Too Long; Didn't ReadWhen Dr Thorne reached Boxall Hill he found Mr Rerechild from Barchester there before him. Poor Lady Scatcherd, when her husband was stricken by the fit, hardly knew in her dismay what adequate steps to take. She had, as a matter of course, sent for Dr Thorne; but she had thought that in so grave a peril the medical skill of no one man could suffice. It was, she knew, quite out of the question for her to invoke the aid of Dr Fillgrave, whom no earthly persuasion would have brought to Boxall Hill; and as Mr Rerechild was supposed in the Barchester world to be second—though at a long interval—to that great man, she had applied for his assistance.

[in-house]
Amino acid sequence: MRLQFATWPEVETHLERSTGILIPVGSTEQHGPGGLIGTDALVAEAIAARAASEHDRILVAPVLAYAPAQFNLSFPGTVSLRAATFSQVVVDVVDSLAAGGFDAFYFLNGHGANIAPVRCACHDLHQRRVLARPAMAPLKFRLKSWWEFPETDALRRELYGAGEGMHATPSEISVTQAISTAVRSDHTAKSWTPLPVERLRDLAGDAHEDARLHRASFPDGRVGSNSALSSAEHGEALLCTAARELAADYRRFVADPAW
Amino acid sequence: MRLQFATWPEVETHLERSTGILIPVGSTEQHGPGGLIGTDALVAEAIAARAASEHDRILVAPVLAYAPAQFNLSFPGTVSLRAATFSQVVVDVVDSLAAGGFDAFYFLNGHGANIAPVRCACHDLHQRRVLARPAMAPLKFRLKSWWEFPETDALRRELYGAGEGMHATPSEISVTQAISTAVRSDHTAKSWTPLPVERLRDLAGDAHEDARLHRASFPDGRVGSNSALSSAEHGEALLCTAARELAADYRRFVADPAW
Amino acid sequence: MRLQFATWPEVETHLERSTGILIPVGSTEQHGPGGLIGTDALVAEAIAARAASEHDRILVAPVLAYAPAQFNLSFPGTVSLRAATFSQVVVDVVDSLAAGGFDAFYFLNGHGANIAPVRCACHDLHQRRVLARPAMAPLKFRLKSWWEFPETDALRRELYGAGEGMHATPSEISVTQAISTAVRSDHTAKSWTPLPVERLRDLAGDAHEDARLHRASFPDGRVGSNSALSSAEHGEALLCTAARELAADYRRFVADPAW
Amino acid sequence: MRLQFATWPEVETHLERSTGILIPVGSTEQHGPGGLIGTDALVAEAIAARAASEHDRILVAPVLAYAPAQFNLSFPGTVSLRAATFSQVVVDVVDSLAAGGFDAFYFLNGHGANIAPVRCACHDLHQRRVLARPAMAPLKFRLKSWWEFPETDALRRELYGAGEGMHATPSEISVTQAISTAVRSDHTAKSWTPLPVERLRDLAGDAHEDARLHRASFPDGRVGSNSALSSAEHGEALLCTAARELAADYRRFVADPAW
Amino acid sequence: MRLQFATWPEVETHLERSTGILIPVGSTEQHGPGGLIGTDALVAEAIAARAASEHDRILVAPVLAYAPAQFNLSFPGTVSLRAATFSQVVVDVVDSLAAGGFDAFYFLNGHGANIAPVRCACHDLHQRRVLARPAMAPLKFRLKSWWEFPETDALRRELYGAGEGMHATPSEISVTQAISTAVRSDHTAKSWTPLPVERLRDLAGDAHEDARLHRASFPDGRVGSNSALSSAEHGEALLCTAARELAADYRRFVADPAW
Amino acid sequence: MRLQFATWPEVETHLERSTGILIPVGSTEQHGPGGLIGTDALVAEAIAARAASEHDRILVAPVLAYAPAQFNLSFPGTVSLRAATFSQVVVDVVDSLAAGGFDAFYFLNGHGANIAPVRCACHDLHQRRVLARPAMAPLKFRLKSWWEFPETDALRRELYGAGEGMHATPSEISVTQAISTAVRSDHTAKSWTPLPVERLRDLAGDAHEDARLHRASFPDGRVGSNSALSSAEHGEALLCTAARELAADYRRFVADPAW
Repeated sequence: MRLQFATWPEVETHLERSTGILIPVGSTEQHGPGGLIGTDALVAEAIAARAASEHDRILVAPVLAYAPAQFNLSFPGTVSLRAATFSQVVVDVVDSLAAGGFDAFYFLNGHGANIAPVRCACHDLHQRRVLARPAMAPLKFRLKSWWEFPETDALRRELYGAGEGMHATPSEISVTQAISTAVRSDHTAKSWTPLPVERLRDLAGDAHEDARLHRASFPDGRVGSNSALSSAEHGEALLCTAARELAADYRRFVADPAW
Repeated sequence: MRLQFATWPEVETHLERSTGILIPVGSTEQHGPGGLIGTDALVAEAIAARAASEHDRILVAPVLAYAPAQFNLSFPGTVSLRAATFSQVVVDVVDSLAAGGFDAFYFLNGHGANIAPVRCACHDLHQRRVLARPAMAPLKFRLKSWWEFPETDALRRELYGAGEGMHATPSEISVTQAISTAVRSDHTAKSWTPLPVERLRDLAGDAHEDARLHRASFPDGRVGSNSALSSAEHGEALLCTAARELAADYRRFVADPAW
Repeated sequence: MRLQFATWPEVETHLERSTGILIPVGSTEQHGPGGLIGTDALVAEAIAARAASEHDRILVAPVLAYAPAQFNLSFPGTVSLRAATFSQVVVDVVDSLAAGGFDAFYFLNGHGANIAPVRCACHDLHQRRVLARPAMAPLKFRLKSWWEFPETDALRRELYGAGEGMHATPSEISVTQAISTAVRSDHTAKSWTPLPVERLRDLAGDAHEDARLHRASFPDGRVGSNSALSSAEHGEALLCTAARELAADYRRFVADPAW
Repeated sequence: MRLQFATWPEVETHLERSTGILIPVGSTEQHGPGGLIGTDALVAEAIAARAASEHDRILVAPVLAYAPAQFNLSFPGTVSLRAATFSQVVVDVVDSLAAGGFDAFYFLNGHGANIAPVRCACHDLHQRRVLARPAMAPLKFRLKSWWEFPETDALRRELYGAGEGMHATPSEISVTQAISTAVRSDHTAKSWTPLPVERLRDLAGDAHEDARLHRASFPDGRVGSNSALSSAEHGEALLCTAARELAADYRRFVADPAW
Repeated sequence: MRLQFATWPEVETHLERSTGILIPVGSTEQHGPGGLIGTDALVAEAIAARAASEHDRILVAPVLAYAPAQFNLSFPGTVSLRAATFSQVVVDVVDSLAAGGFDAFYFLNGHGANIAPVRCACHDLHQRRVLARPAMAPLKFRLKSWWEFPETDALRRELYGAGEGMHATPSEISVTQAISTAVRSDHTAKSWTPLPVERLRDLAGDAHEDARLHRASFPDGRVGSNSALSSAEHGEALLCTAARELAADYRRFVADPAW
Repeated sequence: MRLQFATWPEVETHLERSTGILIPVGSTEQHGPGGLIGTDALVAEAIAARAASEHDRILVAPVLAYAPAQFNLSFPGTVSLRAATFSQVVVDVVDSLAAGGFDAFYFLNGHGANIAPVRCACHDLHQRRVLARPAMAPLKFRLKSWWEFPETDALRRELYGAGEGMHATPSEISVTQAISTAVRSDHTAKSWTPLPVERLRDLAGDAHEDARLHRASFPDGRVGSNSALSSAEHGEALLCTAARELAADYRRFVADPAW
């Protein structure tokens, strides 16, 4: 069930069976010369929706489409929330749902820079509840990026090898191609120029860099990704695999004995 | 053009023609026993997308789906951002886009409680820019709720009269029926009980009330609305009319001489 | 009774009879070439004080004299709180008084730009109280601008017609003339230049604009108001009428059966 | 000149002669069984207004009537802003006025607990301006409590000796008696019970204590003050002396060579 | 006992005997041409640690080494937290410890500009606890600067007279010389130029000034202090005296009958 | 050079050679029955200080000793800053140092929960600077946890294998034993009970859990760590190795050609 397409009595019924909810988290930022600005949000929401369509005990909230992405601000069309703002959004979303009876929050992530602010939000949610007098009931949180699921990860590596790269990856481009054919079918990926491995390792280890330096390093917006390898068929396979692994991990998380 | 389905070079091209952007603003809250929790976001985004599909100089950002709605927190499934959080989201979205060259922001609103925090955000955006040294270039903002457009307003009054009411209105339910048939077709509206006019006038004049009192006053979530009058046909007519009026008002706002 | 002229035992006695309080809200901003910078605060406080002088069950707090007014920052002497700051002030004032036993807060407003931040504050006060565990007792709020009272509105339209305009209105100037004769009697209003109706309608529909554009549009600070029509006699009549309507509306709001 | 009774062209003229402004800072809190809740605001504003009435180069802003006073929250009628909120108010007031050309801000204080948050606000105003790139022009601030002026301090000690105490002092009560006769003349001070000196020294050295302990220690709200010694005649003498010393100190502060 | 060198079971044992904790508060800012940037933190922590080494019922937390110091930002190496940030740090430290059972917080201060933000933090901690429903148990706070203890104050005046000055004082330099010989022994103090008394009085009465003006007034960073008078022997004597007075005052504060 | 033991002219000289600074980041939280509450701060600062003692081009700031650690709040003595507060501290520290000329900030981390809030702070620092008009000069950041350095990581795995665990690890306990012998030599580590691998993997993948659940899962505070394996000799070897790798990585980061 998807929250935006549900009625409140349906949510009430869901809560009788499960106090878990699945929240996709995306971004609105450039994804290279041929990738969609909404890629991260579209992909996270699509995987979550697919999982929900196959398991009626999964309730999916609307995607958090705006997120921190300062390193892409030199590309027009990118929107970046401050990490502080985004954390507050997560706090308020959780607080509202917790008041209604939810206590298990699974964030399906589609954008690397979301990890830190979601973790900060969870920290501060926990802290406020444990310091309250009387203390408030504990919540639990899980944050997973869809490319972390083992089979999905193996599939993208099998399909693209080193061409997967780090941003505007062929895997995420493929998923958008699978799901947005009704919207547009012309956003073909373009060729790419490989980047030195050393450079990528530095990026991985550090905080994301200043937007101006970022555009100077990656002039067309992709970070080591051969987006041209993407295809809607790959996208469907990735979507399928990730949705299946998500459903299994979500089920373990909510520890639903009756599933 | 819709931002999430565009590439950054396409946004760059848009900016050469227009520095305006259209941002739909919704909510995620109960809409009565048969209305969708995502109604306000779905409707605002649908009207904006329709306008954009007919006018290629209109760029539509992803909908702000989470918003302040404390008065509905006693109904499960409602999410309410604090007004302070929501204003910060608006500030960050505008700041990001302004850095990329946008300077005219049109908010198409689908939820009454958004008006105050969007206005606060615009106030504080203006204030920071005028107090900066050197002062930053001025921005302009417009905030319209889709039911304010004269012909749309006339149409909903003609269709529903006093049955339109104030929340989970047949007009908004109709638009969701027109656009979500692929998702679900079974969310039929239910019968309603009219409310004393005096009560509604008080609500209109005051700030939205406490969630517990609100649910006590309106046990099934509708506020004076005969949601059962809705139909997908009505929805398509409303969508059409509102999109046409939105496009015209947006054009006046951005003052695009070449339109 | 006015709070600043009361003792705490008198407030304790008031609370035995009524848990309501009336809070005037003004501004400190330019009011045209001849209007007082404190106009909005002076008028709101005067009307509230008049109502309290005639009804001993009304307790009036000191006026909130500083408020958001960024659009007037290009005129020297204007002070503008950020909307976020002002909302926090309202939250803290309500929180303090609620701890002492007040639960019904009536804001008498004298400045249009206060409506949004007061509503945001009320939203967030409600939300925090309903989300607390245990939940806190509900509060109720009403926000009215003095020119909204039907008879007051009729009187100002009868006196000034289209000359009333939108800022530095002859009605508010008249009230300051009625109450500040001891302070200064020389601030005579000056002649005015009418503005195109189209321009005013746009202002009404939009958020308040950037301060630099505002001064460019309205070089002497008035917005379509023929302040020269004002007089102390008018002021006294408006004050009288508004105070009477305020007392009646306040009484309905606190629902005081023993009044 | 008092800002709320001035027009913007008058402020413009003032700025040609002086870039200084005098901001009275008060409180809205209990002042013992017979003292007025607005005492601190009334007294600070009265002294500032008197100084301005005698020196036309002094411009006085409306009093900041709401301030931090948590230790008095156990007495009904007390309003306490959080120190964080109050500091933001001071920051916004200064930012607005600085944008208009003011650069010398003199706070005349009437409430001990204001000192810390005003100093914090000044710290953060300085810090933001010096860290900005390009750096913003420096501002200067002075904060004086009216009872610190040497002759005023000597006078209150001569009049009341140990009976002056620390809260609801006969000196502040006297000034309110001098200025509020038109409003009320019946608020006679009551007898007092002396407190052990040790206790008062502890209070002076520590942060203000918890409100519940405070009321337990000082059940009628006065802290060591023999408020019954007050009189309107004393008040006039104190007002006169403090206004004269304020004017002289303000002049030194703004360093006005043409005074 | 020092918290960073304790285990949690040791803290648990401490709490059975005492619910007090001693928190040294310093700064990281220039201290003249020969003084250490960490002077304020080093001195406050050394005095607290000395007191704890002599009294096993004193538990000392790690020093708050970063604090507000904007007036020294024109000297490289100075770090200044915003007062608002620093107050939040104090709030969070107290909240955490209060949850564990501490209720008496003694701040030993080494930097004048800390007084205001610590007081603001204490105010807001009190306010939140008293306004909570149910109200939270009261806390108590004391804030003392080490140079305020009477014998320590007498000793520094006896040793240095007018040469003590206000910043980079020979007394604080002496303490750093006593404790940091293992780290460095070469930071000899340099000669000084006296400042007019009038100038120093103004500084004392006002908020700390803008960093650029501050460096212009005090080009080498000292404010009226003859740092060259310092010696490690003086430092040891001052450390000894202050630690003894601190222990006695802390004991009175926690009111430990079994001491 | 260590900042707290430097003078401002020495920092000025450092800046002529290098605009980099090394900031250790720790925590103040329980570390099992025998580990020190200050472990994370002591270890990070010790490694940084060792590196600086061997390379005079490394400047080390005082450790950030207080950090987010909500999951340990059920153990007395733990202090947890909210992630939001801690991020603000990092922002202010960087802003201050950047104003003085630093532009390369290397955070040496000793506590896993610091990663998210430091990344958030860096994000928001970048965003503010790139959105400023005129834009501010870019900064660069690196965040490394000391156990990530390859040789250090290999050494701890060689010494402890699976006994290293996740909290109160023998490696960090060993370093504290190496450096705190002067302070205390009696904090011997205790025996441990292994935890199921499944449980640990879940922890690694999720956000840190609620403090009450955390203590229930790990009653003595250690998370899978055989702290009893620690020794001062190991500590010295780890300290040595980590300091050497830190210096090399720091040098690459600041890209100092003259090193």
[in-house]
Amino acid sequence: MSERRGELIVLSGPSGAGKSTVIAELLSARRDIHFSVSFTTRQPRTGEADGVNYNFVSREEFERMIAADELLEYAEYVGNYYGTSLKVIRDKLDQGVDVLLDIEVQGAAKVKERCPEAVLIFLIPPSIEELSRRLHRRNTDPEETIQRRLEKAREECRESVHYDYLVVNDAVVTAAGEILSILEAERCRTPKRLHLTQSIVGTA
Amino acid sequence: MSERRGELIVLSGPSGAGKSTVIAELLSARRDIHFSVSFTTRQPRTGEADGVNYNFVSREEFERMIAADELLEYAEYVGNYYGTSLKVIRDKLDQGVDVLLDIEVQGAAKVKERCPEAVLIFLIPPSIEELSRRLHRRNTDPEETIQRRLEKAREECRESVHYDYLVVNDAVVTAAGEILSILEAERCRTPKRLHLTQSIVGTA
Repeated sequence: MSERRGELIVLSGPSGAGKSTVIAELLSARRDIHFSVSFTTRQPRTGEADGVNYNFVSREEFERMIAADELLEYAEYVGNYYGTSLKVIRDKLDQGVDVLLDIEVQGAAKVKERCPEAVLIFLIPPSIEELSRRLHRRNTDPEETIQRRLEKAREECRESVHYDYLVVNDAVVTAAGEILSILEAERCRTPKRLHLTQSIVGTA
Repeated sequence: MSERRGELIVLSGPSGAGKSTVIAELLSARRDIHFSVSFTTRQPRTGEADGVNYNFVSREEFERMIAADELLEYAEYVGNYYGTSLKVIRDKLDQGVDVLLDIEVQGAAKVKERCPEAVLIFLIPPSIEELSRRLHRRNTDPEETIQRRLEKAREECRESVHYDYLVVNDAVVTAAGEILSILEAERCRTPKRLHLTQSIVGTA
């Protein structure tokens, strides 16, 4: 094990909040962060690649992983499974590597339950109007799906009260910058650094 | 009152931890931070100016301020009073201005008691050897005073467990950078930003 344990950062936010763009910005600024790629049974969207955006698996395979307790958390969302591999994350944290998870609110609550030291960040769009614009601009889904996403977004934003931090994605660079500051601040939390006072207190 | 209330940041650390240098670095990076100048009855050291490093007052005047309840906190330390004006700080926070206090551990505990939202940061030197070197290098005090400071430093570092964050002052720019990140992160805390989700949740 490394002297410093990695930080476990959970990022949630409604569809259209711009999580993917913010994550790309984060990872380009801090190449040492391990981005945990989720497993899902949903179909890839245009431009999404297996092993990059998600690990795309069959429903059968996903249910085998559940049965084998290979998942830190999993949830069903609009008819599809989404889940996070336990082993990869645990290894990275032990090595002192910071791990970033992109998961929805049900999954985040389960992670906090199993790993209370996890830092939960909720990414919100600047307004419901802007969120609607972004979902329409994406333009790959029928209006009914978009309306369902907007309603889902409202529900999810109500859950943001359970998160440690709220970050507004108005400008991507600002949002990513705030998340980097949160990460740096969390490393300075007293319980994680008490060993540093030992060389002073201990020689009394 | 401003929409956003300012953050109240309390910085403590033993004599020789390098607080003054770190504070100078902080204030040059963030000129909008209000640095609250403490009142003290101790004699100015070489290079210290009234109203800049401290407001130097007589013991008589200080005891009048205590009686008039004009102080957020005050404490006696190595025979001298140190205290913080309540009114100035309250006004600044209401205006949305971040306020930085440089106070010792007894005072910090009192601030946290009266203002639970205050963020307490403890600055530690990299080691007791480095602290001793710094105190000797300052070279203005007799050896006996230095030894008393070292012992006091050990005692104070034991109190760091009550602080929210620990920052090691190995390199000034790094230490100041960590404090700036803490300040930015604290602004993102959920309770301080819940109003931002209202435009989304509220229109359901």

Now Mr Rerechild was a follower and humble friend of Dr Fillgrave; and was wont to regard anything that came from the Barchester doctor as sure light from the lamp of Æsculapius. He could not therefore be other than an enemy of Dr Thorne. But he was a prudent, discreet man, with a long family, averse to professional hostilities, as knowing that he could make more by medical friends than medical foes, and not at all inclined to take up any man's cudgel to his own detriment. He had, of course, heard of that dreadful affront which had been put upon his friend, as had all the "medical world"—all the medical world at least of Barsetshire; and he had often expressed his sympathy with Dr Fillgrave and his abhorrence of Dr Thorne's anti-professional practices. But now that he found himself about to be brought in contact with Dr Thorne, he reflected that the Galen of Greshamsbury was at any rate equal in reputation to him of Barchester; that the one was probably on the rise, whereas the other was already considered by some as rather antiquated; and he therefore wisely resolved that the present would be an excellent opportunity for him to make a friend of Dr Thorne.